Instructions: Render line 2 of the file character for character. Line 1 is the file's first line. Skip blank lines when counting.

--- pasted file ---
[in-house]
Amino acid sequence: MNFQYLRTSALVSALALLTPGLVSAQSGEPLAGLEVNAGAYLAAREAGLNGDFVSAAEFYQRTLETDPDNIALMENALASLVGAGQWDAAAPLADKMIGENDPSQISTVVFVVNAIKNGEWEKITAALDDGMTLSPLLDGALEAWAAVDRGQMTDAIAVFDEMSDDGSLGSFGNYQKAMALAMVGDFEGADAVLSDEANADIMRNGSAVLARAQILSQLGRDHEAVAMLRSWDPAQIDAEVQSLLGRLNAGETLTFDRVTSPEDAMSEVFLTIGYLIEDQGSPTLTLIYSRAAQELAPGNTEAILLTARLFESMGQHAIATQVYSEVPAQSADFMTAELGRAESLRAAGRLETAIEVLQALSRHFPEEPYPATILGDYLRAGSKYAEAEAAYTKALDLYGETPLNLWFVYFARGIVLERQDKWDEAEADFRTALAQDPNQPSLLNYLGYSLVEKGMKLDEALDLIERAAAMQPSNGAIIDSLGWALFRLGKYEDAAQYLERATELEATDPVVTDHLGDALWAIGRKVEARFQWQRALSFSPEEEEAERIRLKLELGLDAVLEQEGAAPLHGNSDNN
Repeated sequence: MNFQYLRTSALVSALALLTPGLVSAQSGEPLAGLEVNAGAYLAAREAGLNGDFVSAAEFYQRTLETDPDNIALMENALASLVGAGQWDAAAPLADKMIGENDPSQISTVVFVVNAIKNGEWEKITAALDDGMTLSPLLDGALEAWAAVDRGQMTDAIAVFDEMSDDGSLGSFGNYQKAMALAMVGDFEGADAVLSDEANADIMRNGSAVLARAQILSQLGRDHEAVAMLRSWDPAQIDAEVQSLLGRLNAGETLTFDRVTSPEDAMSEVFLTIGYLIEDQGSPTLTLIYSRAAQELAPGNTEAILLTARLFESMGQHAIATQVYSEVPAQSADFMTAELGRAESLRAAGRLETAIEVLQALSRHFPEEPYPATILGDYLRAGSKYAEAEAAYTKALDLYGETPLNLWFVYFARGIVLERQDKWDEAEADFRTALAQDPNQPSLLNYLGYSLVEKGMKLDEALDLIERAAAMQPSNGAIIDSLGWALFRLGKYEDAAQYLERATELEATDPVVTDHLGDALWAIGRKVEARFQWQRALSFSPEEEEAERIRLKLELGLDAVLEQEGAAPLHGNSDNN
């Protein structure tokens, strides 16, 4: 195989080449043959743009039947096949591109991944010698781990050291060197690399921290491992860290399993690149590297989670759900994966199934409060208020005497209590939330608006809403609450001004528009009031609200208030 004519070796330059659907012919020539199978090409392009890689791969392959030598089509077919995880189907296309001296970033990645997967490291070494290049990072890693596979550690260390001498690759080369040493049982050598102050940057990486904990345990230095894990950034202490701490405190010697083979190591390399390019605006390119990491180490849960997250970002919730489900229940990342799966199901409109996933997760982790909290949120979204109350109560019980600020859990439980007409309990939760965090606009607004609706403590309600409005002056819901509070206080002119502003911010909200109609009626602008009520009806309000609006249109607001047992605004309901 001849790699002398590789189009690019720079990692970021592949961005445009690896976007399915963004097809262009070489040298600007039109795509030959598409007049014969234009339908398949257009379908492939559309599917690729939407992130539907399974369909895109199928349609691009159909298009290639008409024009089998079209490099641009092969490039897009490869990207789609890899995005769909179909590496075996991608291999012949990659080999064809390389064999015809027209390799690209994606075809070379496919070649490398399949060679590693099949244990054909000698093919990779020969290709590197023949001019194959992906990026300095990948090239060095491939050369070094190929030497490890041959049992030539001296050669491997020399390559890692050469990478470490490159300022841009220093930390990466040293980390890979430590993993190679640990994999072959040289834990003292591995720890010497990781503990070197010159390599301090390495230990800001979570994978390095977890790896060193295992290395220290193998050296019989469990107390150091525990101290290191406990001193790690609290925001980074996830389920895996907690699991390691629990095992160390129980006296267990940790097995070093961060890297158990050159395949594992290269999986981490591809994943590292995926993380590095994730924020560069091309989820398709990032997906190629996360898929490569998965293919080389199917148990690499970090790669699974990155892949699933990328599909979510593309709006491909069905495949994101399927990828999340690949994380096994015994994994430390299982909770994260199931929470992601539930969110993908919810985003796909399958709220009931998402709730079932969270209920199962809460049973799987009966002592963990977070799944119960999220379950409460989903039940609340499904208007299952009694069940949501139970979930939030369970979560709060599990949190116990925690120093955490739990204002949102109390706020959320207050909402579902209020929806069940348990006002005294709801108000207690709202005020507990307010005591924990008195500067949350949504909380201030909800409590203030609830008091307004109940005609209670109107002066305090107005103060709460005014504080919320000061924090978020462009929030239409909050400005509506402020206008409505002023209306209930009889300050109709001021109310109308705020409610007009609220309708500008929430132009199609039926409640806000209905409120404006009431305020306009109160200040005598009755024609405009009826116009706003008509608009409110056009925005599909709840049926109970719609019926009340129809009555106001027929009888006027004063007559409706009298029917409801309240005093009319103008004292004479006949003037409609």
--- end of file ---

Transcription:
Amino acid sequence: MNFQYLRTSALVSALALLTPGLVSAQSGEPLAGLEVNAGAYLAAREAGLNGDFVSAAEFYQRTLETDPDNIALMENALASLVGAGQWDAAAPLADKMIGENDPSQISTVVFVVNAIKNGEWEKITAALDDGMTLSPLLDGALEAWAAVDRGQMTDAIAVFDEMSDDGSLGSFGNYQKAMALAMVGDFEGADAVLSDEANADIMRNGSAVLARAQILSQLGRDHEAVAMLRSWDPAQIDAEVQSLLGRLNAGETLTFDRVTSPEDAMSEVFLTIGYLIEDQGSPTLTLIYSRAAQELAPGNTEAILLTARLFESMGQHAIATQVYSEVPAQSADFMTAELGRAESLRAAGRLETAIEVLQALSRHFPEEPYPATILGDYLRAGSKYAEAEAAYTKALDLYGETPLNLWFVYFARGIVLERQDKWDEAEADFRTALAQDPNQPSLLNYLGYSLVEKGMKLDEALDLIERAAAMQPSNGAIIDSLGWALFRLGKYEDAAQYLERATELEATDPVVTDHLGDALWAIGRKVEARFQWQRALSFSPEEEEAERIRLKLELGLDAVLEQEGAAPLHGNSDNN